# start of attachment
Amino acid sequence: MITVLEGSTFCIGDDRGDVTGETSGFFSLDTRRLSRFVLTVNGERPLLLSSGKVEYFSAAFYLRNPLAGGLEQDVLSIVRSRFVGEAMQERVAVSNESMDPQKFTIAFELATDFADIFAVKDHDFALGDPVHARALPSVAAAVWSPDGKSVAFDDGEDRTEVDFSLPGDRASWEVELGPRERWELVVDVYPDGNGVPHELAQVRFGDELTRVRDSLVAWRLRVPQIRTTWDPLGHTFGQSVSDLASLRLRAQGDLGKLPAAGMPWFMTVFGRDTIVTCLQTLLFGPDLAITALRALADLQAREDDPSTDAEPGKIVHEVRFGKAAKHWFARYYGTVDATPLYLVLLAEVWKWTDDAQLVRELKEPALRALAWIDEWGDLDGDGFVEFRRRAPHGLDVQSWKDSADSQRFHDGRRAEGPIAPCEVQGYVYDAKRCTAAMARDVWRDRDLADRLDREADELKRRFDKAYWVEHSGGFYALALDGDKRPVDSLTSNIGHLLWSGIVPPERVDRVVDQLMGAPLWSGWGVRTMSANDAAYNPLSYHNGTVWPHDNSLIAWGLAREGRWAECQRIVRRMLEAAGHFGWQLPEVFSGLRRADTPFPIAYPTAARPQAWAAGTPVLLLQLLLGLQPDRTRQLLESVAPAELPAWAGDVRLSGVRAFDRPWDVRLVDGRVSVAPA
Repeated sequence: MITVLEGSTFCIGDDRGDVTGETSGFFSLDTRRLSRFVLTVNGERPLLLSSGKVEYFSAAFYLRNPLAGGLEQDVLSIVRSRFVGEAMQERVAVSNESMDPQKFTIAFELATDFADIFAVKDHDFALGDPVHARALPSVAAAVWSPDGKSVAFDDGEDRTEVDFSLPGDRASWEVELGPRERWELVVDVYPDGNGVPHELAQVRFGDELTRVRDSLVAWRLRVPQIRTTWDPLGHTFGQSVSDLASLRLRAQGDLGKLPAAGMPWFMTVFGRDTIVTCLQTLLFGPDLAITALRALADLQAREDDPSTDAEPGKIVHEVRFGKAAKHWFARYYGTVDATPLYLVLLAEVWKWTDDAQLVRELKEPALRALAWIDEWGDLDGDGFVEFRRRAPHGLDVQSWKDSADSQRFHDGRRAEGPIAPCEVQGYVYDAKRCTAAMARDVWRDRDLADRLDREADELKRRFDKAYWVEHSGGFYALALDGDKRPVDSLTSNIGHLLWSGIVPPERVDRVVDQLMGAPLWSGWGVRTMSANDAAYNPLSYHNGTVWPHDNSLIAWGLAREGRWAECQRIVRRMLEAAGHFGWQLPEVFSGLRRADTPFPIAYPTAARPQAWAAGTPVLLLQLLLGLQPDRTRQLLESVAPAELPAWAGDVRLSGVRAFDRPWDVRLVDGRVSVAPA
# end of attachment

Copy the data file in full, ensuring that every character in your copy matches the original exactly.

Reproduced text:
Amino acid sequence: MITVLEGSTFCIGDDRGDVTGETSGFFSLDTRRLSRFVLTVNGERPLLLSSGKVEYFSAAFYLRNPLAGGLEQDVLSIVRSRFVGEAMQERVAVSNESMDPQKFTIAFELATDFADIFAVKDHDFALGDPVHARALPSVAAAVWSPDGKSVAFDDGEDRTEVDFSLPGDRASWEVELGPRERWELVVDVYPDGNGVPHELAQVRFGDELTRVRDSLVAWRLRVPQIRTTWDPLGHTFGQSVSDLASLRLRAQGDLGKLPAAGMPWFMTVFGRDTIVTCLQTLLFGPDLAITALRALADLQAREDDPSTDAEPGKIVHEVRFGKAAKHWFARYYGTVDATPLYLVLLAEVWKWTDDAQLVRELKEPALRALAWIDEWGDLDGDGFVEFRRRAPHGLDVQSWKDSADSQRFHDGRRAEGPIAPCEVQGYVYDAKRCTAAMARDVWRDRDLADRLDREADELKRRFDKAYWVEHSGGFYALALDGDKRPVDSLTSNIGHLLWSGIVPPERVDRVVDQLMGAPLWSGWGVRTMSANDAAYNPLSYHNGTVWPHDNSLIAWGLAREGRWAECQRIVRRMLEAAGHFGWQLPEVFSGLRRADTPFPIAYPTAARPQAWAAGTPVLLLQLLLGLQPDRTRQLLESVAPAELPAWAGDVRLSGVRAFDRPWDVRLVDGRVSVAPA
Repeated sequence: MITVLEGSTFCIGDDRGDVTGETSGFFSLDTRRLSRFVLTVNGERPLLLSSGKVEYFSAAFYLRNPLAGGLEQDVLSIVRSRFVGEAMQERVAVSNESMDPQKFTIAFELATDFADIFAVKDHDFALGDPVHARALPSVAAAVWSPDGKSVAFDDGEDRTEVDFSLPGDRASWEVELGPRERWELVVDVYPDGNGVPHELAQVRFGDELTRVRDSLVAWRLRVPQIRTTWDPLGHTFGQSVSDLASLRLRAQGDLGKLPAAGMPWFMTVFGRDTIVTCLQTLLFGPDLAITALRALADLQAREDDPSTDAEPGKIVHEVRFGKAAKHWFARYYGTVDATPLYLVLLAEVWKWTDDAQLVRELKEPALRALAWIDEWGDLDGDGFVEFRRRAPHGLDVQSWKDSADSQRFHDGRRAEGPIAPCEVQGYVYDAKRCTAAMARDVWRDRDLADRLDREADELKRRFDKAYWVEHSGGFYALALDGDKRPVDSLTSNIGHLLWSGIVPPERVDRVVDQLMGAPLWSGWGVRTMSANDAAYNPLSYHNGTVWPHDNSLIAWGLAREGRWAECQRIVRRMLEAAGHFGWQLPEVFSGLRRADTPFPIAYPTAARPQAWAAGTPVLLLQLLLGLQPDRTRQLLESVAPAELPAWAGDVRLSGVRAFDRPWDVRLVDGRVSVAPA